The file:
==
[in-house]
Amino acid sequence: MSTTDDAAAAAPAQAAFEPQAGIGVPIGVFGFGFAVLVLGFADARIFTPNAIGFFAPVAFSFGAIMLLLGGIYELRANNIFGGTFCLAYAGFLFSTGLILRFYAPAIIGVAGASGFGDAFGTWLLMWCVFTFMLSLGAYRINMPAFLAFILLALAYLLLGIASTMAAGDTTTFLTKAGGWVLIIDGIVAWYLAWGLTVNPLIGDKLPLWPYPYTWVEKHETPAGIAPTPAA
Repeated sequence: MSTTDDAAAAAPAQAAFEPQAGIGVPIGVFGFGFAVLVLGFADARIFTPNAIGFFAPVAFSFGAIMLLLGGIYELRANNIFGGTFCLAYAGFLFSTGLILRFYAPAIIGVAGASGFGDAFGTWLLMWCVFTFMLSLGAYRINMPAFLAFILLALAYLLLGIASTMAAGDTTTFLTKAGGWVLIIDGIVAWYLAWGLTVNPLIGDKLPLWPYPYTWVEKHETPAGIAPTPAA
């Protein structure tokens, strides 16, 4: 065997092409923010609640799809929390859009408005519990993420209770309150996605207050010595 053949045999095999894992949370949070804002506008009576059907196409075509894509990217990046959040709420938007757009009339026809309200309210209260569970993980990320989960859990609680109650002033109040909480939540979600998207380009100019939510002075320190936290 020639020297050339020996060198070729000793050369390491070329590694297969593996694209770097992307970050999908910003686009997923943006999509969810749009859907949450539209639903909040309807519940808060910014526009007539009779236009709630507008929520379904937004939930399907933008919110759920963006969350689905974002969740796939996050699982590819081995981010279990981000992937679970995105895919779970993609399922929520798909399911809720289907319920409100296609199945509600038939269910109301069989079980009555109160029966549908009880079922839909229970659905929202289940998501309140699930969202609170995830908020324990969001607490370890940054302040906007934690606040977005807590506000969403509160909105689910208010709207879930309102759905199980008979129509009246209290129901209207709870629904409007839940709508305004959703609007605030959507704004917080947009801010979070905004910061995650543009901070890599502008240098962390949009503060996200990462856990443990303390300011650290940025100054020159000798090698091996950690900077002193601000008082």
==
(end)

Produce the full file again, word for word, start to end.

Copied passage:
[in-house]
Amino acid sequence: MSTTDDAAAAAPAQAAFEPQAGIGVPIGVFGFGFAVLVLGFADARIFTPNAIGFFAPVAFSFGAIMLLLGGIYELRANNIFGGTFCLAYAGFLFSTGLILRFYAPAIIGVAGASGFGDAFGTWLLMWCVFTFMLSLGAYRINMPAFLAFILLALAYLLLGIASTMAAGDTTTFLTKAGGWVLIIDGIVAWYLAWGLTVNPLIGDKLPLWPYPYTWVEKHETPAGIAPTPAA
Repeated sequence: MSTTDDAAAAAPAQAAFEPQAGIGVPIGVFGFGFAVLVLGFADARIFTPNAIGFFAPVAFSFGAIMLLLGGIYELRANNIFGGTFCLAYAGFLFSTGLILRFYAPAIIGVAGASGFGDAFGTWLLMWCVFTFMLSLGAYRINMPAFLAFILLALAYLLLGIASTMAAGDTTTFLTKAGGWVLIIDGIVAWYLAWGLTVNPLIGDKLPLWPYPYTWVEKHETPAGIAPTPAA
């Protein structure tokens, strides 16, 4: 065997092409923010609640799809929390859009408005519990993420209770309150996605207050010595 053949045999095999894992949370949070804002506008009576059907196409075509894509990217990046959040709420938007757009009339026809309200309210209260569970993980990320989960859990609680109650002033109040909480939540979600998207380009100019939510002075320190936290 020639020297050339020996060198070729000793050369390491070329590694297969593996694209770097992307970050999908910003686009997923943006999509969810749009859907949450539209639903909040309807519940808060910014526009007539009779236009709630507008929520379904937004939930399907933008919110759920963006969350689905974002969740796939996050699982590819081995981010279990981000992937679970995105895919779970993609399922929520798909399911809720289907319920409100296609199945509600038939269910109301069989079980009555109160029966549908009880079922839909229970659905929202289940998501309140699930969202609170995830908020324990969001607490370890940054302040906007934690606040977005807590506000969403509160909105689910208010709207879930309102759905199980008979129509009246209290129901209207709870629904409007839940709508305004959703609007605030959507704004917080947009801010979070905004910061995650543009901070890599502008240098962390949009503060996200990462856990443990303390300011650290940025100054020159000798090698091996950690900077002193601000008082």